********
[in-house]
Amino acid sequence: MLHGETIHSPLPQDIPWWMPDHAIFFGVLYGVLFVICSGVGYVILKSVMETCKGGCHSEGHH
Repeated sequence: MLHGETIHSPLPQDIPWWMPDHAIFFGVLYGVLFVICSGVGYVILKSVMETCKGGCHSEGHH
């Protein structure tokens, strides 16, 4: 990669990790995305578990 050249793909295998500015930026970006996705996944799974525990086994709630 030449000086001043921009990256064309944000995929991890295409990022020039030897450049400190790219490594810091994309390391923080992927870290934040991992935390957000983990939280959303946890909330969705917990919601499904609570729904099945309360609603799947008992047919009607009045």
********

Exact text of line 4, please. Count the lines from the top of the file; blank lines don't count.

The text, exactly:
């Protein structure tokens, strides 16, 4: 990669990790995305578990 050249793909295998500015930026970006996705996944799974525990086994709630 030449000086001043921009990256064309944000995929991890295409990022020039030897450049400190790219490594810091994309390391923080992927870290934040991992935390957000983990939280959303946890909330969705917990919601499904609570729904099945309360609603799947008992047919009607009045």